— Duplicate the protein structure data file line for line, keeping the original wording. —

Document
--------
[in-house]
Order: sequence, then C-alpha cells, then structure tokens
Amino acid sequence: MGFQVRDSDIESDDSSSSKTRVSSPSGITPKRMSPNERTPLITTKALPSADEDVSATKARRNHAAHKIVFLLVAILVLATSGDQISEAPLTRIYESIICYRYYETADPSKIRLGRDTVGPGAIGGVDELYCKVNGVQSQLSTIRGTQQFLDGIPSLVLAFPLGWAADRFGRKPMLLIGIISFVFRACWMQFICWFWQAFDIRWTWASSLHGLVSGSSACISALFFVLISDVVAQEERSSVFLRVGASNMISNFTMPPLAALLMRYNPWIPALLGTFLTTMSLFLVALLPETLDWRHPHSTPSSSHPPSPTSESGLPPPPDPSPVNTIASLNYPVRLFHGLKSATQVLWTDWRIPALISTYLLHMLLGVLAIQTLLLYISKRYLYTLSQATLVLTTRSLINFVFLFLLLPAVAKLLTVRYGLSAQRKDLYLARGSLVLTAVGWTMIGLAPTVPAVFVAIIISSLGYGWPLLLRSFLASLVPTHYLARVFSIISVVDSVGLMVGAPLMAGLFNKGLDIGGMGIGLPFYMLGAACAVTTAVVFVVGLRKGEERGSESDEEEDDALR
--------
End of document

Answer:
[in-house]
Order: sequence, then C-alpha cells, then structure tokens
Amino acid sequence: MGFQVRDSDIESDDSSSSKTRVSSPSGITPKRMSPNERTPLITTKALPSADEDVSATKARRNHAAHKIVFLLVAILVLATSGDQISEAPLTRIYESIICYRYYETADPSKIRLGRDTVGPGAIGGVDELYCKVNGVQSQLSTIRGTQQFLDGIPSLVLAFPLGWAADRFGRKPMLLIGIISFVFRACWMQFICWFWQAFDIRWTWASSLHGLVSGSSACISALFFVLISDVVAQEERSSVFLRVGASNMISNFTMPPLAALLMRYNPWIPALLGTFLTTMSLFLVALLPETLDWRHPHSTPSSSHPPSPTSESGLPPPPDPSPVNTIASLNYPVRLFHGLKSATQVLWTDWRIPALISTYLLHMLLGVLAIQTLLLYISKRYLYTLSQATLVLTTRSLINFVFLFLLLPAVAKLLTVRYGLSAQRKDLYLARGSLVLTAVGWTMIGLAPTVPAVFVAIIISSLGYGWPLLLRSFLASLVPTHYLARVFSIISVVDSVGLMVGAPLMAGLFNKGLDIGGMGIGLPFYMLGAACAVTTAVVFVVGLRKGEERGSESDEEEDDALR